Existing Home Sales
Existing home sales declined 1.8% in June to 5.52 million on a seasonally-adjusted annual basis, which was well below expectations, but in line with the earlier disappointment in pending home sales. This leaves sales up less than 1% on a year-over-year basis. The housing market has lost its momentum, which is due in part to a 6.5% year-over-year increase in median prices.
Homes are becoming too expensive for first-time buyers, as the percentage of sales to this demographic has declined from 35% to 32% over the past year. All-cash purchases have also declined to the lowest level since 2009. The lack of income growth is a major headwind for the housing market, offsetting historically low borrowing costs.
New Home Sales
Unless home builders ramp up the construction of entry-level homes, we may have seen the peak in new home sales for this cycle. Sales rose modestly in June to a 610,000-seasonally adjusted annual rate, which was up from a downwardly revised 605,000 figure in May. This results in the second quarter average of 597,000 falling below the first quarter average of 617,000. A lack of income growth combined with rising prices is the primary headwind to new home sales growth.
Flash Composite PMI
The initial read from Markit’s survey of the manufacturing and service sectors for July shows an uptick in economic activity as we begin the third quarter. The Composite Index rose to 54.2 in July from 53.0 in June with contributions from both services and manufacturing. Leading the improvement was strength in new orders for the services sector. This is clearly good news, yet the July reading is still below the first quarter average of 54.3. This report is consistent with an annualized rate of economic growth of 2%.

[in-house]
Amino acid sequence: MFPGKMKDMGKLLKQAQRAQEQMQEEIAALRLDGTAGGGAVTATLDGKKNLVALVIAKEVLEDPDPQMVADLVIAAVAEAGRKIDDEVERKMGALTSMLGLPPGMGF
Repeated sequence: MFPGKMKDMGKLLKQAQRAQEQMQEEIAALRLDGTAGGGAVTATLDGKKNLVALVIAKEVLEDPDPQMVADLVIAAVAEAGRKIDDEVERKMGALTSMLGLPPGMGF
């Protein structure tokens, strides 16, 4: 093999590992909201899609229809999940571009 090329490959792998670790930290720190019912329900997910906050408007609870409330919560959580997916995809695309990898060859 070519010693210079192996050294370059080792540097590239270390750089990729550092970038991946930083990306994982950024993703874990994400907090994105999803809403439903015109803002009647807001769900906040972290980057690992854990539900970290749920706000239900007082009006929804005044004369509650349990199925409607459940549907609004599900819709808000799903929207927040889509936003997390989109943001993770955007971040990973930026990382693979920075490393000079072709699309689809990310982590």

Orders for durable goods surged 6.5% in June, but this was entirely due to aircraft orders. When we exclude the volatile transportation sector, orders rose just 0.2%.
Orders for non-defense capital goods excluding aircraft, otherwise known as capital expenditures or business investment, declined 0.1%. The shipment of these goods, which is used to calculate GDP, rose 0.2%. On a positive note, the previous month's decline of 0.2% for these orders was revised to an increase of 0.7%, which bodes well for growth in the second quarter.
Q2 GDP Report
The initial estimate for the rate of economic growth in the second quarter was 2.6%, while the estimate for the first quarter was revised down from 1.4% to 1.2%. This results in an average of approximately 1.9% for the first half of the year. The primary engine of growth in the second quarter was the consumer, contributing 1.93% to the overall rate, which is why it is so important to focus on the health of the consumer moving forward. The most important vital sign on this front is the growth in real income, which has been weakening over the past two years.
Last month I shared my concern with the decline in federal income tax receipts, which provides a different perspective on income growth and the strength of the labor market. It is not a pretty picture.
Another reason to be concerned about consumer health is the increase in credit card losses, which has now reversed to a six-year downtrend. In what was the fifth consecutive quarter of year-over-year increases, the average net charge-off rate for the eight largest credit card issuers rose to 3.29%, which was the highest rate in four years. The absolute loss rate may not be a concern, but the change in trend is alarming. Again, this does not suggest a strengthening economy or a healthy consumer. We are moving in the wrong direction.
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I wrote this article myself, and it expresses my own opinions. I am not receiving compensation for it (other than from Seeking Alpha). I have no business relationship with any company whose stock is mentioned in this article.